“So, even if the strike is ongoing, I am conducting research as an academic, and I occasionally work with my wife on her business,” he said.


For some lecturers, the strike is an opportunity to carry out research for publications in local and international journals.  

Emeka Mba of the University of Nigeria, Nsukka, said the strike has been hard on both students and the lecturers and even the entire university community.

“Everybody has been complaining about the impact of the strike. On our part as academics, it has also been very difficult. There are situations where both the husband and the wife are lecturers and so the family has no other means of livelihood apart from their salaries. Imagine the stress they have been going through to find food for their families.

 “But beyond that, the strike has afforded some of us the opportunity to carry out some research work. So, we have not been idle. I have used the last six months to engage in intellectual and academic exercises like research. Research has actually taken a lot of my time just like other lecturers. It has been a good time for us to invest in research, so that we can publish (them) in the hope that the published works will impact society, especially in making policies. In addition to research, we have also spent time writing books,” he said.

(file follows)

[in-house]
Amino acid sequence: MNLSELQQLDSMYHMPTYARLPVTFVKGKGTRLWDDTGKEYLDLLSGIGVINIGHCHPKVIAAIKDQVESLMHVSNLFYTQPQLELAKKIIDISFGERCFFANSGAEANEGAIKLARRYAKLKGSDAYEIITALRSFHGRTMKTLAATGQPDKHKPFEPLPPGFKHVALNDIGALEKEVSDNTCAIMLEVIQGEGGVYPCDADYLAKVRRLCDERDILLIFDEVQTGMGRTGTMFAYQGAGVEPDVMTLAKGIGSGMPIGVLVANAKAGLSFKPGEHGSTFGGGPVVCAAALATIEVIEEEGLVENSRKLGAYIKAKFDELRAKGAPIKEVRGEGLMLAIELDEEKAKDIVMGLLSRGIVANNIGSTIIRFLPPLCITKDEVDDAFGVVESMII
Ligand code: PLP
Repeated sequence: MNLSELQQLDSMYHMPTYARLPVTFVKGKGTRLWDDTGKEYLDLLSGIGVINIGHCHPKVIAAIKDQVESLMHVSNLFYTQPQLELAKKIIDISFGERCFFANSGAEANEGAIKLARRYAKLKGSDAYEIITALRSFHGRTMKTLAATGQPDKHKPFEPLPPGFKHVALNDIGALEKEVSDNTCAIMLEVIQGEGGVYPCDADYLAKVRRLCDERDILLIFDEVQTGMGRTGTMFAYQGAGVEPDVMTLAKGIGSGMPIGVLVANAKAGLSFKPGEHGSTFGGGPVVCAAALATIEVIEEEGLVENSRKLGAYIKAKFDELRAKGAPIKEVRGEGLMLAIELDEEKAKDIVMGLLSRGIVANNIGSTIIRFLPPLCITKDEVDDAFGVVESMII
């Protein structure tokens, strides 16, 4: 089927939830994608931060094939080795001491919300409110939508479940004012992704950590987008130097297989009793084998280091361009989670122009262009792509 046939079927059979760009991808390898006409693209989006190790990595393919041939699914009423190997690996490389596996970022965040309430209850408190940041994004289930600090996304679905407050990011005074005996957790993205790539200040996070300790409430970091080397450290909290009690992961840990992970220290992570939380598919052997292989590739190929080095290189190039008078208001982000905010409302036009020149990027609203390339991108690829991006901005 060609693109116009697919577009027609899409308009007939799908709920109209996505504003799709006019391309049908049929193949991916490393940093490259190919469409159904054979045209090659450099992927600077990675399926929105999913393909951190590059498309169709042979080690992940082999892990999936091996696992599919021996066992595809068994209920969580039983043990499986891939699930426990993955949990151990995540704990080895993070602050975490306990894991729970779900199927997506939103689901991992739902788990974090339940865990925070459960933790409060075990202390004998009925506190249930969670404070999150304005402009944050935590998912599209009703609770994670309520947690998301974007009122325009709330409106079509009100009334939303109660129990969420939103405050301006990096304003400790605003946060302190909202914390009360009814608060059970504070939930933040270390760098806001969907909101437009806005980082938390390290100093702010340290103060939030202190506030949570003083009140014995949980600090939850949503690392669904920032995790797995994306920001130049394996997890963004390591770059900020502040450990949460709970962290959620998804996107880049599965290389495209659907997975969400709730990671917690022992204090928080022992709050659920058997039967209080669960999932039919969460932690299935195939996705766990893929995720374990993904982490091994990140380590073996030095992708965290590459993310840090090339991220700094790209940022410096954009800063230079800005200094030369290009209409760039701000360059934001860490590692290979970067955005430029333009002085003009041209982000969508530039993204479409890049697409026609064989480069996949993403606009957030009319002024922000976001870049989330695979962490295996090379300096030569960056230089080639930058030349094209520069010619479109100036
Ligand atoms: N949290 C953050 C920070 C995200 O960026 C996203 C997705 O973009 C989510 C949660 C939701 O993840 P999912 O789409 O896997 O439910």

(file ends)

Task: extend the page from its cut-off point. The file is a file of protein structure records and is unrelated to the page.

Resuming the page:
Also, Nasiru said, “Well, for me, I have never relented. Even though I don’t go for lectures, I have been doing my writing jobs. Within this period, I have sent well over six articles to international journals. And right now, I am working on a textbook.”

Not deterred

The academics also told our reporters they are willing to endure the ‘hunger’ tactics employed by the government for a better university education for the youth.

Dr. Ilesanmi said the federal government would end up being the ultimate loser.

He believes that the greatest armour against “the deliberate deployment of hunger as a weapon of oppression and starvation against ASUU members is the unshaken commitment to the Nigerian project and the Nigerian university system by the lecturers.”

 According to him, although the situation has been tough, the lecturers remain undeterred.

“Nothing worthwhile is achieved in life without pain. Whatever the motive of the federal in withholding salaries is can better be explained by them. We have traveled this road before,” he said.

 In the same vein, Nwogbo described the strike as not just for the improvement of their conditions of service, but most importantly, the release of revitalisation funding and of the White Papers on the visitation panels to the universities.

 “Even though lecturers are still working on their research while some are still attending to their students’ projects privately, the federal government decided to stop our salaries. We are willing to pursue the strike to a logical conclusion,” he said.